I’m not using any authentication gem or plug in, I’m rolling my own. I’m actually using OpenID, so rolling my own is not hard: no passwords to encrypt, resend and send, no email address to verify. I think this is the future. But I’m also doing something that I call ghost users.

When you use one of my web apps you can start using most of it right away. At first you are a totally anonymous user but as soon as you do something that requires you to have an account on the database I create one for you. In the case of Sano, the moment you add a weight you’ll have an account.

At that moment your account is accessible thanks to the session of your browser. The moment you close the browser that account is no longer accessible. If you use the app and like it and decide to stick around, all you have to do is log in with your OpenID. For using the web app there’s no barrier of entry.

From the programming point of view this creates some challenges:

  • Maintenance of the users and related data. Over time the user database will have users that are no longer accessible with weights and other related data. That needs cleaning up. For the moment I’m going to ignore that problem because it has no impact on the system and it’s not likely to present a problem any time soon.
  • Getting a user object is no longer a query to the database. Any piece of code should be able to get a user object no matter what’s the status of the session. Sometimes the user object is only needed in memory and sometime it’s needed in the database. For example: if you create a new weight, I need a user object that’s been saved on the database; to list your weights, I need a user, I don’t care if it’s in the database or not (if it’s not, it’s not going to have any weights, which is where you start).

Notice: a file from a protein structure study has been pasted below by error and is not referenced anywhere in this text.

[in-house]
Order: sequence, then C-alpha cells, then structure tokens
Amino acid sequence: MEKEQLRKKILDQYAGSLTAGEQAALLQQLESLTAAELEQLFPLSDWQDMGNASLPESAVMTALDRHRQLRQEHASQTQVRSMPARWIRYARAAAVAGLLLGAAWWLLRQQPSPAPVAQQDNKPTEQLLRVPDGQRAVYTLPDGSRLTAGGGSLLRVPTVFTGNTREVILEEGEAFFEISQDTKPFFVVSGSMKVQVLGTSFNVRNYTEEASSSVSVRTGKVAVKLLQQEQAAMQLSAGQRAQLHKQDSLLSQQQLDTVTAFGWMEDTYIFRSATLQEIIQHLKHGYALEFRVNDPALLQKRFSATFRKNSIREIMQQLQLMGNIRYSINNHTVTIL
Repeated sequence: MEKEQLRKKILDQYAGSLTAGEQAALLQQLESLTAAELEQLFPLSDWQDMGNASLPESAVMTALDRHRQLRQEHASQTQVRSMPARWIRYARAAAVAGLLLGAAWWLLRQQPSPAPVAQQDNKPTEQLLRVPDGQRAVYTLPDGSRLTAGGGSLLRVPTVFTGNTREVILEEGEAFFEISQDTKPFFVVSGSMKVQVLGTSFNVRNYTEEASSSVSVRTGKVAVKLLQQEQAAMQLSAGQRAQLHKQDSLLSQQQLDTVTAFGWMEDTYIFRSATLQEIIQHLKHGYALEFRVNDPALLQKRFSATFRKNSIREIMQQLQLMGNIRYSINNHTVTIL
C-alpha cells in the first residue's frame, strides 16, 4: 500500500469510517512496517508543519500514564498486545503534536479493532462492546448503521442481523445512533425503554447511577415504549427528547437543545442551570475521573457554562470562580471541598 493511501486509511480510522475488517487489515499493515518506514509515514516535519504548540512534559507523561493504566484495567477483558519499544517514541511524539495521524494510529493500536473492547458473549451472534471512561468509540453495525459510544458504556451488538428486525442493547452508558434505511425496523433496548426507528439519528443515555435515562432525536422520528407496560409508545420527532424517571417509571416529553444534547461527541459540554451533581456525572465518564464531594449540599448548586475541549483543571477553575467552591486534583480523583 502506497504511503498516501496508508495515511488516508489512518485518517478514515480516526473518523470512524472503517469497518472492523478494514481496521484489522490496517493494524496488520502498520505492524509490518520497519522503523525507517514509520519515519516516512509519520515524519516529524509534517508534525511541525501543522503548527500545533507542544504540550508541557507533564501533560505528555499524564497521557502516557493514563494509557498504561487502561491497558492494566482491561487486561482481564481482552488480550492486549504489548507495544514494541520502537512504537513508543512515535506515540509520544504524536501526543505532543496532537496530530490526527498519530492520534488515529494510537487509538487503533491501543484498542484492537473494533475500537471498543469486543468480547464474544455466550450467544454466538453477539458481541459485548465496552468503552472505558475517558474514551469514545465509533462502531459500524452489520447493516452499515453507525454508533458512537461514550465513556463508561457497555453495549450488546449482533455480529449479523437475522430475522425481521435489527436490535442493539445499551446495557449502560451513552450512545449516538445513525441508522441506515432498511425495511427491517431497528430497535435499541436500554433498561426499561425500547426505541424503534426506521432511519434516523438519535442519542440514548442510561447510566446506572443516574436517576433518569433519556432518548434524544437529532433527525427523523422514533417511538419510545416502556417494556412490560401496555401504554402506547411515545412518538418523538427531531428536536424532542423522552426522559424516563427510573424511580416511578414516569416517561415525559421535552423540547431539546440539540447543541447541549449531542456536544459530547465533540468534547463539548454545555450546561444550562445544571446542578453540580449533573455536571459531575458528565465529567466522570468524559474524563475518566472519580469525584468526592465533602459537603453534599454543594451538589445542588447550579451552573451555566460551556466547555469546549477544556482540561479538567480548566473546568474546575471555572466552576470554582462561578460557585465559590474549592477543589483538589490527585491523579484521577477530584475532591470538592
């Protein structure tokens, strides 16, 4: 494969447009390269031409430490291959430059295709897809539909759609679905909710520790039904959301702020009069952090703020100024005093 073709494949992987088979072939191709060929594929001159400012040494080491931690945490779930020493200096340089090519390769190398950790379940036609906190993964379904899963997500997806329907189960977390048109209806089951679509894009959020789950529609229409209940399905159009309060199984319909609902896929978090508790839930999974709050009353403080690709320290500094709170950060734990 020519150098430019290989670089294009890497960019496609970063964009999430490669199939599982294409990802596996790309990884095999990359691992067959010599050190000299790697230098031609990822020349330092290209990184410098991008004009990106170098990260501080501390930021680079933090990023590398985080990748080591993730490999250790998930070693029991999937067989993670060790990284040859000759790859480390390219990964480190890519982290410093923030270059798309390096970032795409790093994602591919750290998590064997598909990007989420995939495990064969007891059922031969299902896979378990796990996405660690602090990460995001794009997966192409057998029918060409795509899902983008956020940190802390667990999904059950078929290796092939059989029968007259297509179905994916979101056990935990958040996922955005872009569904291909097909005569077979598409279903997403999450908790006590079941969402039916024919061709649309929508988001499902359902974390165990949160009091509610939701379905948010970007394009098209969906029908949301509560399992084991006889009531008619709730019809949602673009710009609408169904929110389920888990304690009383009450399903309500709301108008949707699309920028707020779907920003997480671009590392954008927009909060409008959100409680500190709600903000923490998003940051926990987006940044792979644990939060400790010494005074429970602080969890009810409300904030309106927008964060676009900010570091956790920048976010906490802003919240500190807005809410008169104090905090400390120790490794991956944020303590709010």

• Merging users happens regularly. Look at this scenario: you go to the app, you log in, you enter your weight, you leave; you go back to the app, you don’t log in, you enter a new weight. Now you have one account with one weight and another session only account with another weight. You realize you need to log in and you do it. At that moment I have to merge the two users.

To make it as simple as possible I’ve created a method called user in my application controller that is also declared as a helper method so it’s available for all controllers and all views. This method is guaranteed to return a user, and if you call with options[:create]=true then it’s guaranteed to return a user that is also on the database. What is not guaranteed is that the user object represents a permanent account. It may be what I call a ghost user.

This is the method:

class ApplicationController < ActionController::Base
  helper_method :user
  helper_method :user!


  # Helper method to get the current user. It will always return a user but the
  # user may not be in the database. If options[:create] is true, then the user
  # will be in the database (although it may be a ghost user).
  def user(options = {:create => false})
    # If we already have a user object, return that.
    return @user if @user != nil

    # Try to find the user in the database if session[:user_id] is defined.
    @user = User.find(session[:user_id]) if session[:user_id] != nil
    return @user if @user != nil

    # Create a new user object.
    @user = User.new()
    if options[:create]
      # Save the user in the database and set the session user_id for latter.
      session[:user_id] = @user.id
    return @user

  # Helper method to get a user that for sure exists on the database.
  def user!
    return user(:create => true)

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